“Tons of beautiful limestone were thrown into a landfill for a future Amazon Fresh grocery store. Despite Chicago’s well-built environment and rich architectural history, the city continues to destroy itself. Back in the pre-pandemic days I would try to document as many buildings as I could before they met the wrecking ball. Today is different. I’m not at all surprised that I have just a handful of demolition-related photos taken in 2021. Maybe it’s partly staying home too much but I really think I’ve become pessimistic about the whole thing. There is just an unreasonable (and unnecessary) amount of demolitions with tons of historic materials ending up in landfills, whether it’s in some wealthy suburb like Hinsdale (which has literally been destroying its historic built environment for decades) or the city of Chicago.
“I don’t want to go on a rant about the city and its preservation issues. Chicago loves to sell its architectural history to tourists but they keep trashing it at a more frequent rate than ever before, destroying buildings left and right for new development. Although there are demo delays after demo delays, it ultimately doesn’t save anything. The whole act just reminds you there are a lot of orange-rated buildings coming down. We needed to update the Chicago Historic Resources Survey like yesterday.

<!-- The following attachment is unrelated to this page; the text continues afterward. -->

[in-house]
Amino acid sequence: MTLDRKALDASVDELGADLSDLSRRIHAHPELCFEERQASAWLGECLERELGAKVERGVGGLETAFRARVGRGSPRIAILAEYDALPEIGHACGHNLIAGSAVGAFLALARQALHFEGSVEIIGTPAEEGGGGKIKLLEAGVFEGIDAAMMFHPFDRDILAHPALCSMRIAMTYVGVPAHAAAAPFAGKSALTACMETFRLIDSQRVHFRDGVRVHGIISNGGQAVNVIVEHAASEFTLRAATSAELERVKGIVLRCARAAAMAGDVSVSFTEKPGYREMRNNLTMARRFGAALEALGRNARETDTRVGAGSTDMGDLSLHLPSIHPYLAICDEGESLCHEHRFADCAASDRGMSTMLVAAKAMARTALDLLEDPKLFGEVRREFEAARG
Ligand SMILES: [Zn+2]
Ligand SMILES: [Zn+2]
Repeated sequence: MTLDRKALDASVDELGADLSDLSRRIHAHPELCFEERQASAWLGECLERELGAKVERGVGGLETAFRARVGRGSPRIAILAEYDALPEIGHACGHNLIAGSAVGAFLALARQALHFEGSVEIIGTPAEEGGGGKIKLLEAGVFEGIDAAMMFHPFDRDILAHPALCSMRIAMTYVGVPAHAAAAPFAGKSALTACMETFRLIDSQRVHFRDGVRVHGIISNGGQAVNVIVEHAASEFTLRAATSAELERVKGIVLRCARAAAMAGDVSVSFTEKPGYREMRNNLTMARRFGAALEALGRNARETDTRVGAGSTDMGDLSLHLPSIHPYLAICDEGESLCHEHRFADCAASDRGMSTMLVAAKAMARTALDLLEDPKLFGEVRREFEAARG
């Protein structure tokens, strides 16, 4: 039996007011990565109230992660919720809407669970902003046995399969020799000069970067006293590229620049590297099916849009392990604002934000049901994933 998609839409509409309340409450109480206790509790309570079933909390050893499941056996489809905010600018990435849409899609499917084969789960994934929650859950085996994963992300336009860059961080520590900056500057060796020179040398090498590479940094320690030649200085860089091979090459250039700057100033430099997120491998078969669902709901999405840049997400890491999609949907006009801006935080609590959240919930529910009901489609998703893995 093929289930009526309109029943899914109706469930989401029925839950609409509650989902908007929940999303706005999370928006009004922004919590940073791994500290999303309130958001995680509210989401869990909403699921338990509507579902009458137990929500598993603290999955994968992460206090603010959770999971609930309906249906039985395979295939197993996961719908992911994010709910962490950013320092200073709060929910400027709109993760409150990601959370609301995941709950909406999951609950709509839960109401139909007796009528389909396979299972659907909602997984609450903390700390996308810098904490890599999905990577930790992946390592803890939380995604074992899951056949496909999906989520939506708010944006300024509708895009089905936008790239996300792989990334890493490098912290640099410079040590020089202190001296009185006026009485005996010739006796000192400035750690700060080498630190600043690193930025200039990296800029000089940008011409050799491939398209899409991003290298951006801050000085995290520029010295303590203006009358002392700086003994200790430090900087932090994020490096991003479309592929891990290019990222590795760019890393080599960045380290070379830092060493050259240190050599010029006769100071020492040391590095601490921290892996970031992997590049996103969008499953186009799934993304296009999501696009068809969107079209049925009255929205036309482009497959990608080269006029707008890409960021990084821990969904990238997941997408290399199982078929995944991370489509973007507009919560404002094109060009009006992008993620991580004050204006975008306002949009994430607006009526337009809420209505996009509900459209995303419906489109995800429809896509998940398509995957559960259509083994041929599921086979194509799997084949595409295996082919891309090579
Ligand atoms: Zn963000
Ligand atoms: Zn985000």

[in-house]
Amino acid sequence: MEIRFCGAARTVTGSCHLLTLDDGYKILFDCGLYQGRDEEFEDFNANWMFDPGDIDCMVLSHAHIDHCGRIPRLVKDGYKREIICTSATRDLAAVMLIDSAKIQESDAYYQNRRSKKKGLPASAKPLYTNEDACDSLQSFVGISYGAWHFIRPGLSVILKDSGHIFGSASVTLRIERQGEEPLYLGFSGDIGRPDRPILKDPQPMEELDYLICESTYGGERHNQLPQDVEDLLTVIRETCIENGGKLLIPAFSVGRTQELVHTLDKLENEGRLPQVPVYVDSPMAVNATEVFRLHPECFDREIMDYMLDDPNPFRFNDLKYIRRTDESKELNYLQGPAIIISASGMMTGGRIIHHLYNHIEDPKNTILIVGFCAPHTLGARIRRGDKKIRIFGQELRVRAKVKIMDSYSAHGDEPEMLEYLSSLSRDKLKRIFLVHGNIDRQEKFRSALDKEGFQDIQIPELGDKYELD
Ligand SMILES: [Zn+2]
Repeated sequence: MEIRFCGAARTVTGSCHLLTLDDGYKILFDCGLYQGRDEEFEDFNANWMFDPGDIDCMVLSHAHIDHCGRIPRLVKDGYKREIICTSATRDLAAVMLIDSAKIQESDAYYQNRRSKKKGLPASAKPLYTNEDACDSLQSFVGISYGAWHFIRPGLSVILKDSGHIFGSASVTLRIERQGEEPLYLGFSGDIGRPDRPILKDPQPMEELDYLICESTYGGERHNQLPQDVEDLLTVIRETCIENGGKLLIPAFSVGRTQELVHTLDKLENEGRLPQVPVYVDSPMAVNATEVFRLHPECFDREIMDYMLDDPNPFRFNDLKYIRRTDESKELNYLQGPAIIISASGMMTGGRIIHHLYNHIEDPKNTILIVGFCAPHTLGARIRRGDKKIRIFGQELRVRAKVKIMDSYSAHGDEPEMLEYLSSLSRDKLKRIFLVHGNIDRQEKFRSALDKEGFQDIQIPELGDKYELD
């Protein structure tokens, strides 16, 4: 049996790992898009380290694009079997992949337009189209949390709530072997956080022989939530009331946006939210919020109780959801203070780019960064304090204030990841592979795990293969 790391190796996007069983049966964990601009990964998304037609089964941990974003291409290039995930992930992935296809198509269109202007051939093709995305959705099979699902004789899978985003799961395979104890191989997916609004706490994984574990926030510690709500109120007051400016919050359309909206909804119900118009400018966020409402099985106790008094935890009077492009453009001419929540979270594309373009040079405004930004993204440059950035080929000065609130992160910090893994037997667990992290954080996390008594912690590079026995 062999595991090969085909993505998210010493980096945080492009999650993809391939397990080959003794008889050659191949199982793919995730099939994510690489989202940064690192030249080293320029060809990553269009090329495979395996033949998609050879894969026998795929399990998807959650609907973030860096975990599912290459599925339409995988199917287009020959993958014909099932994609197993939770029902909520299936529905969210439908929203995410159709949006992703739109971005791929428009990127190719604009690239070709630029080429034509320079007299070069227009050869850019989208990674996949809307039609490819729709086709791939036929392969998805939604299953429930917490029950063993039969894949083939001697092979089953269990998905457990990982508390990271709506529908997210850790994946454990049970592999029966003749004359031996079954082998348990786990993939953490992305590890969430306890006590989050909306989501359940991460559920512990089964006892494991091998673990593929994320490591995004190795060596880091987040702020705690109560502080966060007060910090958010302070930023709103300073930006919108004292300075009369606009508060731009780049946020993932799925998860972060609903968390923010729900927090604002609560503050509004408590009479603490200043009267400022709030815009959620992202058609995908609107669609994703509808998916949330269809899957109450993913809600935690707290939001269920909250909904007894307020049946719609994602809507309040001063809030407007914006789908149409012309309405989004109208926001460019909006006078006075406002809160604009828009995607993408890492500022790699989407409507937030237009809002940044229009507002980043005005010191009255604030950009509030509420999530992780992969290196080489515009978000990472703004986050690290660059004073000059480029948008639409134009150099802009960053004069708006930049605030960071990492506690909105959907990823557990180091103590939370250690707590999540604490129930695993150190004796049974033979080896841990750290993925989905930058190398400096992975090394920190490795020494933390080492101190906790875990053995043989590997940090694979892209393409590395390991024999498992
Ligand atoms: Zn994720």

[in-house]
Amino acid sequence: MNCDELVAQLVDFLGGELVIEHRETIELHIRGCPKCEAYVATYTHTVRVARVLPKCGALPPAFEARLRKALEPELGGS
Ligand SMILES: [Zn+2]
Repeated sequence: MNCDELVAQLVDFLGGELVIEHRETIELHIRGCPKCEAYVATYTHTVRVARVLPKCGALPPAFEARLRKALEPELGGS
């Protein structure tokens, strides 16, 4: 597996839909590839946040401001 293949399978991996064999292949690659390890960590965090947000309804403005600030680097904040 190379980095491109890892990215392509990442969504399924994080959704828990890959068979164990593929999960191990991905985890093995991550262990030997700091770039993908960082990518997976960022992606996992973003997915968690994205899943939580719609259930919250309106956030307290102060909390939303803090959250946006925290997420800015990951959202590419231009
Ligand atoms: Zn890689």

“With the exception of a couple wins like the “La Luce” Building, the city’s significant structures just end up getting demolished anyway by the people who pray at the shrine of money. Preservation reform now! There is more to the city than a building by a famous architect or with an interesting story to tell. Our vernacular architecture is just as important. It’s sad to see a workers cottage or bungalow or three-flat torn down, no questions asked, usually for some mega-sized single-family home that looks like it belongs in some random suburb. I hardly recognize parts of the city anymore. But this isn’t just a Chicagoland problem – cities around the world are dealing with the same concerns. 2021 proved that climate change is here to stay and not something in the distant future. Even Britain’s top engineers are urging the government to stop demolitions – cement alone causes 8% of CO2 global emissions – and instead re-use buildings and recycling materials.”
Read the full story with many photos at Chicagoland Architecture Substack Blog
Demolitions of 2021, Rachel Freundt, Architecture and History of Chicagoland Blog, 11/16/21